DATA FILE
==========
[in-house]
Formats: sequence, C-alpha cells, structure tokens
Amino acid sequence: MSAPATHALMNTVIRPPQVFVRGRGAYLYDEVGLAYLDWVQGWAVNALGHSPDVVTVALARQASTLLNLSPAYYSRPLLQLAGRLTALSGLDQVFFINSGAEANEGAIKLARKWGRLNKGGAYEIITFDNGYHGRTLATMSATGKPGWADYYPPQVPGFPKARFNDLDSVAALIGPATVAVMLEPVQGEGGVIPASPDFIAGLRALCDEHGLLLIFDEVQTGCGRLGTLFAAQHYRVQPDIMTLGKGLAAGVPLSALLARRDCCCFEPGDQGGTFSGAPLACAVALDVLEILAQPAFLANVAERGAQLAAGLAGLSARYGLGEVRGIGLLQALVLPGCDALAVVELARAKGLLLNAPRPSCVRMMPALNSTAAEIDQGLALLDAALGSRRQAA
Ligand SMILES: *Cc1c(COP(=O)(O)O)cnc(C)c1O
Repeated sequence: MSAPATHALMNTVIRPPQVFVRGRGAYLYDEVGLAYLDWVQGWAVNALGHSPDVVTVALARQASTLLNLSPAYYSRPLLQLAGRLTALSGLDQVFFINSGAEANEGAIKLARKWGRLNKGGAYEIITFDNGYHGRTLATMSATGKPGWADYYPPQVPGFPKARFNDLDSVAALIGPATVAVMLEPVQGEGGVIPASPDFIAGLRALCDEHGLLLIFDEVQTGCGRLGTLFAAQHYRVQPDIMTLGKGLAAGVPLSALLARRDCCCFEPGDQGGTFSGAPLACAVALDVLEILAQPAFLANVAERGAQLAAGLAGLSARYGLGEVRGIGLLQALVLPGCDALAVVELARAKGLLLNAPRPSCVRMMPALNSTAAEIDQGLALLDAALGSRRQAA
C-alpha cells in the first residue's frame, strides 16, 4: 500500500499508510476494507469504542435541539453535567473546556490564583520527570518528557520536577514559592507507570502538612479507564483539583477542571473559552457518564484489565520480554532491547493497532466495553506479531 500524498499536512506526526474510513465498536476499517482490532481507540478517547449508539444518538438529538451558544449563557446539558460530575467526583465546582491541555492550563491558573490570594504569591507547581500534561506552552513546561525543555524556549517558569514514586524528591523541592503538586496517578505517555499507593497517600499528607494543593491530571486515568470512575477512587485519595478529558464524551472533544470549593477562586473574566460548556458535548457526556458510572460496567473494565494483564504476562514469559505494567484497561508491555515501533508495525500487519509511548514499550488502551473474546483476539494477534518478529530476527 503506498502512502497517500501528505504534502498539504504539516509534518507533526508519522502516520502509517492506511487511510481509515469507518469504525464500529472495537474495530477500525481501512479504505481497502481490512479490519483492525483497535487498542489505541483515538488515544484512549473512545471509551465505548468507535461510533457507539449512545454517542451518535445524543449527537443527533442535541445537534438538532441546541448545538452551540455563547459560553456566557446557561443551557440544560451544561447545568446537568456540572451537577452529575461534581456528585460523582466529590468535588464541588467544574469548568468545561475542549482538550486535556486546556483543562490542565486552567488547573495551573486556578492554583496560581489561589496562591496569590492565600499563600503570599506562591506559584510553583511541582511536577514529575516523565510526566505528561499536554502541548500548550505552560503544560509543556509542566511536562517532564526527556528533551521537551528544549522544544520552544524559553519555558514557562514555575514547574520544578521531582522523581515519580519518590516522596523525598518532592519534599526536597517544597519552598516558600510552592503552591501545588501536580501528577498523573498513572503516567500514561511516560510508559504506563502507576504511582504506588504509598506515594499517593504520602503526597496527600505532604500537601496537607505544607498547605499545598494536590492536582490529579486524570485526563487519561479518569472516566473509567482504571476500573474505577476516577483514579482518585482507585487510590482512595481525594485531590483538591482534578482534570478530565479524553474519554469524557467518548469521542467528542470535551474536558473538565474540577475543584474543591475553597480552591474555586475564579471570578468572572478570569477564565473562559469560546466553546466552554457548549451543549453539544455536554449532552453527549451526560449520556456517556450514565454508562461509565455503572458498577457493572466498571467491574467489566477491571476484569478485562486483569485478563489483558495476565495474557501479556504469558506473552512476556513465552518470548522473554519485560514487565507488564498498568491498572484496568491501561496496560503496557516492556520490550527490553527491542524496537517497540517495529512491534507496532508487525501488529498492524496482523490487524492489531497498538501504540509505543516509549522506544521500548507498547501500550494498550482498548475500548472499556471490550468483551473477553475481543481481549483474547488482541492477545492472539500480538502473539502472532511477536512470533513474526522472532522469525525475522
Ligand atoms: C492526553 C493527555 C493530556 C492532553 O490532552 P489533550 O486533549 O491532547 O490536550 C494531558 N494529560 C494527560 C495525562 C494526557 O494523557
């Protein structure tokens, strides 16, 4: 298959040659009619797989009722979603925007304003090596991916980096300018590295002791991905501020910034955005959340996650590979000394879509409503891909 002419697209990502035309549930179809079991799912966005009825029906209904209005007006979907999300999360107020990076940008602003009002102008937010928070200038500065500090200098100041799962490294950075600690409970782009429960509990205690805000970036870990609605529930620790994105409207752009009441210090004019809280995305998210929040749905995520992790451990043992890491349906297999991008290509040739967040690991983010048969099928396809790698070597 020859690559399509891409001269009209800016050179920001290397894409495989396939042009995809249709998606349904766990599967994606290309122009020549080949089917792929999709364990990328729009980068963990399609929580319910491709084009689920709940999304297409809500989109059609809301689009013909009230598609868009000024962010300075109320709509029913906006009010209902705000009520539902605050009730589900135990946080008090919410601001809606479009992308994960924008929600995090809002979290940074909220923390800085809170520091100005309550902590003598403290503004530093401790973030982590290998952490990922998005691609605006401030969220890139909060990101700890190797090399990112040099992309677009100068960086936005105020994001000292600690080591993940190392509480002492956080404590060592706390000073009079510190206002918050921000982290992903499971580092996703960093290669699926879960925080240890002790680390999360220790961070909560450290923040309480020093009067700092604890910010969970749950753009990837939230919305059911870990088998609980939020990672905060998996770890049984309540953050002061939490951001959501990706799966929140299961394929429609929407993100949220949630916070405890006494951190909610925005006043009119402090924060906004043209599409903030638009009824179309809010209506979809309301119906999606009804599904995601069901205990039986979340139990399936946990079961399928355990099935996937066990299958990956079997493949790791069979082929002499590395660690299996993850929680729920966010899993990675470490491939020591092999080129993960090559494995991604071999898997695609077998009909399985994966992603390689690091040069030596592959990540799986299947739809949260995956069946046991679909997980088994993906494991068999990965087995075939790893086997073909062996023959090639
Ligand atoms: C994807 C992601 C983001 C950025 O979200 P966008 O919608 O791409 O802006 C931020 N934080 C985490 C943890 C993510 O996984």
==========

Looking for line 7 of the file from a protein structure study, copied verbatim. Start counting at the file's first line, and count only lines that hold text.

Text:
Ligand atoms: C492526553 C493527555 C493530556 C492532553 O490532552 P489533550 O486533549 O491532547 O490536550 C494531558 N494529560 C494527560 C495525562 C494526557 O494523557